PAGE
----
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Podcast: Extreme Cosmos

Ever wonder what the fastest object in the universe is? Or the hottest? The oldest? The heaviest? The loudest? You could try checking Wikipedia, but you'll be surprised to find how many of these seemingly simple questions aren't answered by online sources (or are answered incorrectly). Thankfully, there is now a reputable source for all those universal records you're so curious about: "Extreme Cosmos: A Guided Tour of the Fastest, Brightest, Hottest, Heaviest, Oldest and Most Amazing Aspects of Our Universe."

Author and astronomer Bryan Gaensler talks with us this week on the podcast about his book and the many extreme things there in. He shares the story of the fastest object ever measured (not counting light, it's the so-called "Oh-My-God" particle), and explains why astronomers don't always aim to break universal records in their research, even if the news headlines can seem a little over-eager to do just that. 

Dr. Gaensler is an astronomer at the University of Sydney, Australia, and Director of the ARC Centre of Excellence for All-sky Astrophysics (CAASTRO).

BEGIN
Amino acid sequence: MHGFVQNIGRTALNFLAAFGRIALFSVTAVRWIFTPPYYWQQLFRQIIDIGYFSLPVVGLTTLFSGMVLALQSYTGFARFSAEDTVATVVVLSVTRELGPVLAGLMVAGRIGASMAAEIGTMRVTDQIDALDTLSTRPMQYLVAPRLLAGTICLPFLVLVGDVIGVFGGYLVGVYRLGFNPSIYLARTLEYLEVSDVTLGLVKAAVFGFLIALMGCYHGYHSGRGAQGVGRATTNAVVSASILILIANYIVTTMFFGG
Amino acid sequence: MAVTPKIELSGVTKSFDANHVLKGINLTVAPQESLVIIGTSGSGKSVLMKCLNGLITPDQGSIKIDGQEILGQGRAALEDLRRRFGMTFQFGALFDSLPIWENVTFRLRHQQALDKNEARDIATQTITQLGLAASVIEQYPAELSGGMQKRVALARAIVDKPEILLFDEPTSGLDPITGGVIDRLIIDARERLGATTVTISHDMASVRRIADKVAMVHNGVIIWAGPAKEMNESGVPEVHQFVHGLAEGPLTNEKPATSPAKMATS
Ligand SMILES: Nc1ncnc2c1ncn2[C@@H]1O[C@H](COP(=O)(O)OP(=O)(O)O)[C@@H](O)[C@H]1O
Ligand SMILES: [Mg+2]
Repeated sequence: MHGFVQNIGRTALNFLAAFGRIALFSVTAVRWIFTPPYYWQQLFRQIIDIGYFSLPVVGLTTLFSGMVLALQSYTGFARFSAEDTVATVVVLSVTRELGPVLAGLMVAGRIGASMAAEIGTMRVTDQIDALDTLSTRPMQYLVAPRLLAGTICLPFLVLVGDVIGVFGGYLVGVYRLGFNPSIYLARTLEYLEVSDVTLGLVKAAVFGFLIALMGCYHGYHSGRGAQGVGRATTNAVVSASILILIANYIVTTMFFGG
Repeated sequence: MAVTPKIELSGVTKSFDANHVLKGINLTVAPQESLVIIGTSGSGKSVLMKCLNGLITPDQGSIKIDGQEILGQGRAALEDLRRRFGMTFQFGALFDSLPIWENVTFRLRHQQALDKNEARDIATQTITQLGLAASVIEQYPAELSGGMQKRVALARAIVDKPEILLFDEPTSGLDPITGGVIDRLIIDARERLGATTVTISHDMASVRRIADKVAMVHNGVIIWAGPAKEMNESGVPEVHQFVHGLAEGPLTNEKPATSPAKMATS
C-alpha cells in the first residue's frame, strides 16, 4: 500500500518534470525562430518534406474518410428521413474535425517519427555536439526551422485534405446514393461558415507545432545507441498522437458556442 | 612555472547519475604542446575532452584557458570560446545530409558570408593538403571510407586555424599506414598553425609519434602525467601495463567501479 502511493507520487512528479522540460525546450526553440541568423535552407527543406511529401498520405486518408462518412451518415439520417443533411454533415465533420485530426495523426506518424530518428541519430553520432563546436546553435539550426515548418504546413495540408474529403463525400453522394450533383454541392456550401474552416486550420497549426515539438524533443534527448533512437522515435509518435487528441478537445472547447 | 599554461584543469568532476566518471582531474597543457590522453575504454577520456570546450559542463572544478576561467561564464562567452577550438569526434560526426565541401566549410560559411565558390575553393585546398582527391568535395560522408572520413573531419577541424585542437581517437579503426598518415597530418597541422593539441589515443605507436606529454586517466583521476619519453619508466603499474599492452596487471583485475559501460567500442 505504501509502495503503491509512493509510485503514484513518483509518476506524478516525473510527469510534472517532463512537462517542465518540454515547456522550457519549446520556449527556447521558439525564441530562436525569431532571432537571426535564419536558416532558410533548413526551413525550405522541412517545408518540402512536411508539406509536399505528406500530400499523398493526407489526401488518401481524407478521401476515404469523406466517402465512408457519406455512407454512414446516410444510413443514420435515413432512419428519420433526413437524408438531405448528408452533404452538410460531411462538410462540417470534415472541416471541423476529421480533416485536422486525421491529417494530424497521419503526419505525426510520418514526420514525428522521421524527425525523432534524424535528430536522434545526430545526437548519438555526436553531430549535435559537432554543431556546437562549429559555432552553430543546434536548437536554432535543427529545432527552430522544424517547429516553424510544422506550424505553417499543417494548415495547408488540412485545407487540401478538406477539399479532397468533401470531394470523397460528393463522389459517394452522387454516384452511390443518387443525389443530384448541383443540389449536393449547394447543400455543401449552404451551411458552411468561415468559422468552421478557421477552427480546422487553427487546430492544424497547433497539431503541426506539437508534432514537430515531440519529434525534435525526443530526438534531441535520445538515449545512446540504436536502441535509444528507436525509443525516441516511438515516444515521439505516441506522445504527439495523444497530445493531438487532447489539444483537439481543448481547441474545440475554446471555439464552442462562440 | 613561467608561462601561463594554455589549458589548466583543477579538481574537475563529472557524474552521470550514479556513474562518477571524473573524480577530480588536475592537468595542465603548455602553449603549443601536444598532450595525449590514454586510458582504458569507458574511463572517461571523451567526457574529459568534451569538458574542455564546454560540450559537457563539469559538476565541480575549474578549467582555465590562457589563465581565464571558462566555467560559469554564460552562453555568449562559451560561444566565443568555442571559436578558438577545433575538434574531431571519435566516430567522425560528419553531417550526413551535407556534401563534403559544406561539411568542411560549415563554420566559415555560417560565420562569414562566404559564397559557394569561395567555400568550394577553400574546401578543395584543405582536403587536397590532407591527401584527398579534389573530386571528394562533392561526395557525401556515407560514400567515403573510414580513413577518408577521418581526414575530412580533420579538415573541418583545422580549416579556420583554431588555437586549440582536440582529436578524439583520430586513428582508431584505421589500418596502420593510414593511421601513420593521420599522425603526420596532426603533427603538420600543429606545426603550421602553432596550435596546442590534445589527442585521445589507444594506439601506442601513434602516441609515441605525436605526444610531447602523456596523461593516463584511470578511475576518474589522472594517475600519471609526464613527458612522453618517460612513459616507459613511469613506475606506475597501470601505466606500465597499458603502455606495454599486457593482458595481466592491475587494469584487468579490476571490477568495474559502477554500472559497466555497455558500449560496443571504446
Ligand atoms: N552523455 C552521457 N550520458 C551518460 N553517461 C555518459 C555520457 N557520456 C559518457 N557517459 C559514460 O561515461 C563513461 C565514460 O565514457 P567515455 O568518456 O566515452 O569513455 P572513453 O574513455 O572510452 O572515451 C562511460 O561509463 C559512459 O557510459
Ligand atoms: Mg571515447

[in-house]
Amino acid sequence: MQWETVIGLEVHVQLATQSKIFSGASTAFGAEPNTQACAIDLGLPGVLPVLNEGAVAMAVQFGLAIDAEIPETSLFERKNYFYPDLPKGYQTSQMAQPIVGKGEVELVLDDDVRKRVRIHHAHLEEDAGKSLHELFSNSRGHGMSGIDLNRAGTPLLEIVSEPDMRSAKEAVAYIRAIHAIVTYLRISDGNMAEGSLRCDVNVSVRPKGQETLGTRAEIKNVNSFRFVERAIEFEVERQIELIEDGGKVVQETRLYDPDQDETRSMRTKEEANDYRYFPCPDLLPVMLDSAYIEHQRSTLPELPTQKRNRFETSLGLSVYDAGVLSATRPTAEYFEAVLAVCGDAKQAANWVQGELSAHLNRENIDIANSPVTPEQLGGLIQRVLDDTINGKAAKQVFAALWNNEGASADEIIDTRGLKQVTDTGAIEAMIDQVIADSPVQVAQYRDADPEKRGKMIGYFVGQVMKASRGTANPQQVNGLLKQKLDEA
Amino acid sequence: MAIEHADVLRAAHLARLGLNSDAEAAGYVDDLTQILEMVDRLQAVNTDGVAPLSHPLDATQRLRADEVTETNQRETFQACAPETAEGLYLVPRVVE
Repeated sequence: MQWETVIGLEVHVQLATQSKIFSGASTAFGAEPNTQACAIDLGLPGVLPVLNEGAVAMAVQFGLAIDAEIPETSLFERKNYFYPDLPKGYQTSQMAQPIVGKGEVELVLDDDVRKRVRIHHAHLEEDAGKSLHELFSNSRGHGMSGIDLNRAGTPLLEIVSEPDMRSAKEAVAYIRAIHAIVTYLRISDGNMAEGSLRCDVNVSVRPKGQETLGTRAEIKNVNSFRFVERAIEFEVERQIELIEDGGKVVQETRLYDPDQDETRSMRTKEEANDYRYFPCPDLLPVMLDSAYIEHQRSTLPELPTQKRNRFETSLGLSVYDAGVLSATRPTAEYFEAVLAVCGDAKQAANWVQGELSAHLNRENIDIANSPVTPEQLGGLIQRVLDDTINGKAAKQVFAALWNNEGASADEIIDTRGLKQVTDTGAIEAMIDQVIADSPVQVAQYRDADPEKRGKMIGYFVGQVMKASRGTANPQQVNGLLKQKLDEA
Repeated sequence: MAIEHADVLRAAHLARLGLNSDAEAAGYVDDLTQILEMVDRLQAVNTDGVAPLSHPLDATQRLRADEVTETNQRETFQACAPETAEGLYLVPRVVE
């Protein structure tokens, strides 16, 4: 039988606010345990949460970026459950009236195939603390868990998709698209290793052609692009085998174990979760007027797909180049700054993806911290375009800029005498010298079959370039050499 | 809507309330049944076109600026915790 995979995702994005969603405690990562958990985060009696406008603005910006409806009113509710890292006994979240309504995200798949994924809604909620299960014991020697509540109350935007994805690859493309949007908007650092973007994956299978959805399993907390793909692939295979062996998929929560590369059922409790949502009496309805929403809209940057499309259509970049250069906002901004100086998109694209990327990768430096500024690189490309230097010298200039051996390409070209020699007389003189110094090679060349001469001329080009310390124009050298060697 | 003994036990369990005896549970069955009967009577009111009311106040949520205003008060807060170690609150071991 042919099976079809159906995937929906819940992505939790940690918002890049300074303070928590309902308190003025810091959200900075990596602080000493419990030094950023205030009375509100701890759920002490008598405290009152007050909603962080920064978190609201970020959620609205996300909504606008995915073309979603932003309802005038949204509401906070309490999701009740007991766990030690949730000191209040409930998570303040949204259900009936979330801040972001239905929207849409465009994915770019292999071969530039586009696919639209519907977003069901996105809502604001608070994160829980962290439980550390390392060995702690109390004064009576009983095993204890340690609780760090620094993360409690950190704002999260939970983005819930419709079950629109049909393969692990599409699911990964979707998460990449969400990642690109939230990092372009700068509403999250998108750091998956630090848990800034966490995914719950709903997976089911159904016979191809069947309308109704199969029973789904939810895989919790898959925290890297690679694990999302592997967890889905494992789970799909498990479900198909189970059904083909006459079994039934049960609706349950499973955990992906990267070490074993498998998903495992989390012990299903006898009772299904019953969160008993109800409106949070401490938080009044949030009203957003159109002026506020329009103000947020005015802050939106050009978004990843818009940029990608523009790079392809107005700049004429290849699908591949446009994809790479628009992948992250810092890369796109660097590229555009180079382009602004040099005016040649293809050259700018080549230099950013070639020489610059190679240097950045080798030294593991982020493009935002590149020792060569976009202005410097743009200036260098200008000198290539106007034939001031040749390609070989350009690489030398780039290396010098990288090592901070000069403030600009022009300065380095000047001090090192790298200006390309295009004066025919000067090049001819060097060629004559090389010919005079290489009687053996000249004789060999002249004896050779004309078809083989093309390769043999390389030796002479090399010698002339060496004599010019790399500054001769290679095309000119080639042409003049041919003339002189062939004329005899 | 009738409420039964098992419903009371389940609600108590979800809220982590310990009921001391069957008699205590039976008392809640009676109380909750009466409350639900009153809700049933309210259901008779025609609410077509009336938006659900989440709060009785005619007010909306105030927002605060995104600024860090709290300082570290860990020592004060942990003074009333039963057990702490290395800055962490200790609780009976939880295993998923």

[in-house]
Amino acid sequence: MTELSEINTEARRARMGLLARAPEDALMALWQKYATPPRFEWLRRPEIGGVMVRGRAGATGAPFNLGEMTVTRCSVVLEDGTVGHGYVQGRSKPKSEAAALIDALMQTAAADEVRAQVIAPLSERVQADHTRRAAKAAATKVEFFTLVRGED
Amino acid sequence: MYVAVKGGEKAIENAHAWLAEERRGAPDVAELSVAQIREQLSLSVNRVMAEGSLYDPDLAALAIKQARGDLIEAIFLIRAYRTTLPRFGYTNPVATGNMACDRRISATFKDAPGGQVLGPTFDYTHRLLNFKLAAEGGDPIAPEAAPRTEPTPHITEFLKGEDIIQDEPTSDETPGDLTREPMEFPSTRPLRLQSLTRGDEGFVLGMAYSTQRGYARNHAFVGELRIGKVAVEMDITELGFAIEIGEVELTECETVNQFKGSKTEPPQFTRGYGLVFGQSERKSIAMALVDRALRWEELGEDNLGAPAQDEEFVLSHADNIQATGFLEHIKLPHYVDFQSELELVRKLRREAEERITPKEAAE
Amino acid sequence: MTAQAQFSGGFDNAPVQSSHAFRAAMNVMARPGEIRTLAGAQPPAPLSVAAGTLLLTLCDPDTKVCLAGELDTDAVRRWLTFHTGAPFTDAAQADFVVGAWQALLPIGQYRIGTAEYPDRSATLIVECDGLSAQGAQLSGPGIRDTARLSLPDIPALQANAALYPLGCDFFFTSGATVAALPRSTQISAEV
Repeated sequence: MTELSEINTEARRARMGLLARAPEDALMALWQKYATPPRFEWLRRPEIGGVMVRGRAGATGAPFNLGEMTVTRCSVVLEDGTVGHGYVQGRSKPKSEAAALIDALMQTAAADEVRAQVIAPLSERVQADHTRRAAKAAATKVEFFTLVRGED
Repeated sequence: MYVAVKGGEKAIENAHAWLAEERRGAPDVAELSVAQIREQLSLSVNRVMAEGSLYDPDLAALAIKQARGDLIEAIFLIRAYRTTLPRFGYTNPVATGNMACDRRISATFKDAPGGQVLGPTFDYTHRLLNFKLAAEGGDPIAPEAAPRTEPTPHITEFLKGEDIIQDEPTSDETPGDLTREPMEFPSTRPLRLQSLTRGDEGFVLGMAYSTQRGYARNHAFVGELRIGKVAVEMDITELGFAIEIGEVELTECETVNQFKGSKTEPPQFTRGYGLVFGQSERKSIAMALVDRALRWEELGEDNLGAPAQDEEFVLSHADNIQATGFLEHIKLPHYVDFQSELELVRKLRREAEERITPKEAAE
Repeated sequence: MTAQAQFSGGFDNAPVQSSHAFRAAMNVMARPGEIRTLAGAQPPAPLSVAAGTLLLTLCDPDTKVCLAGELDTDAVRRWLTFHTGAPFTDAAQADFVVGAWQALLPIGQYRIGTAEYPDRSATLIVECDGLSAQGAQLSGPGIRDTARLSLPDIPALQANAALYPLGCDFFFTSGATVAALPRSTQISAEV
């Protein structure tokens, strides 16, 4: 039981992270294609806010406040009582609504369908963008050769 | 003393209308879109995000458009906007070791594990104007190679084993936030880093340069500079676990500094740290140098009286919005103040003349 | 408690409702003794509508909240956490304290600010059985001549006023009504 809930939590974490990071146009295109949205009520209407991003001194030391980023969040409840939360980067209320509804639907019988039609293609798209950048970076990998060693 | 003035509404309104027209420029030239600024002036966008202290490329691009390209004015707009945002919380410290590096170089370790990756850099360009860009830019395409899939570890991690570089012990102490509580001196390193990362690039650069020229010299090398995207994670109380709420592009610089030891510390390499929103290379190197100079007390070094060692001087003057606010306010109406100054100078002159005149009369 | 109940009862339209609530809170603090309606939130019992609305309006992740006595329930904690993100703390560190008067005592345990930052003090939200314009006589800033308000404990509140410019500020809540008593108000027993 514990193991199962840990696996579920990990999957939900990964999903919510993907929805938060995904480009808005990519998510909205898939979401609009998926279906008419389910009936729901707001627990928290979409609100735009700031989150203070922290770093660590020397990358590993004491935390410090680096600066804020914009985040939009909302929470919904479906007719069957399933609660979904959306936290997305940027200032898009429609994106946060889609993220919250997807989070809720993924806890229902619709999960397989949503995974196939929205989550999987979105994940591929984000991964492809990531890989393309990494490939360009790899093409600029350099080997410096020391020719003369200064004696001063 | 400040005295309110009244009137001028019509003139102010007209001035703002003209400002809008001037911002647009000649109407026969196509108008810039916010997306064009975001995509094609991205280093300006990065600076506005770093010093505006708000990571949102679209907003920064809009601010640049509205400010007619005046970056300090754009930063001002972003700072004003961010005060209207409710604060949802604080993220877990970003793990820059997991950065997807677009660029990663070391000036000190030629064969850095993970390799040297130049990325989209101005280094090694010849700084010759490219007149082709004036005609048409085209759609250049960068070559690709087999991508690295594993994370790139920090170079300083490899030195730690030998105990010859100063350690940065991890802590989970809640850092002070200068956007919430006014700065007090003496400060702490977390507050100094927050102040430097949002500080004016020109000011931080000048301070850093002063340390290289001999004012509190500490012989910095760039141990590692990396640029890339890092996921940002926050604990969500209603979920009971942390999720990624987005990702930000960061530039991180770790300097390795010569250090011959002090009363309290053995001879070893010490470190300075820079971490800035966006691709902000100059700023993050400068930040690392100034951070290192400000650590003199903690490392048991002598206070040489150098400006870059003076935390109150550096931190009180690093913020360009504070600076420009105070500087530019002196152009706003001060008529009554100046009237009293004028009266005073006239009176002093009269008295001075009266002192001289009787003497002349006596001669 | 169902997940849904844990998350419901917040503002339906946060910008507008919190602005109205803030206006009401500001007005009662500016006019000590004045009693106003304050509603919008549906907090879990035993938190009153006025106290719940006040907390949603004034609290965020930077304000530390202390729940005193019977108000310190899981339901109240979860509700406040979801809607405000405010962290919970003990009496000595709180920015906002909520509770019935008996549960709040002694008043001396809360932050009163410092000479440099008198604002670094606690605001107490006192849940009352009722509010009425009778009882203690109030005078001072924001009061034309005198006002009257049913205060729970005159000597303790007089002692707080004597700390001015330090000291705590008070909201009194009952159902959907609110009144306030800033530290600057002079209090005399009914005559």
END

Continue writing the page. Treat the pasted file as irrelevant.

Unrelated to the podcast, astronomers working at CAASTRO are looking for new ways to study the entire sky all at once. I asked him why it's important to look at the entire sky, instead of small patches the way most telescopes do.

"We're starting to hit the limit of the questions that you can answer by peering deeply at one little patch of the sky at the time," said Dr. Gaensler. "The next big questions in astronomy, things like what is dark matter, what is dark energy, how did the first stars form; the answers aren't necessarily in one little patch of the sky but they're subtly written across all the stars. So you're never going to find the answer by staring deeply, you have to gather the signal from the whole sky and you have to look for very subtle statistical signatures to get the answer." 


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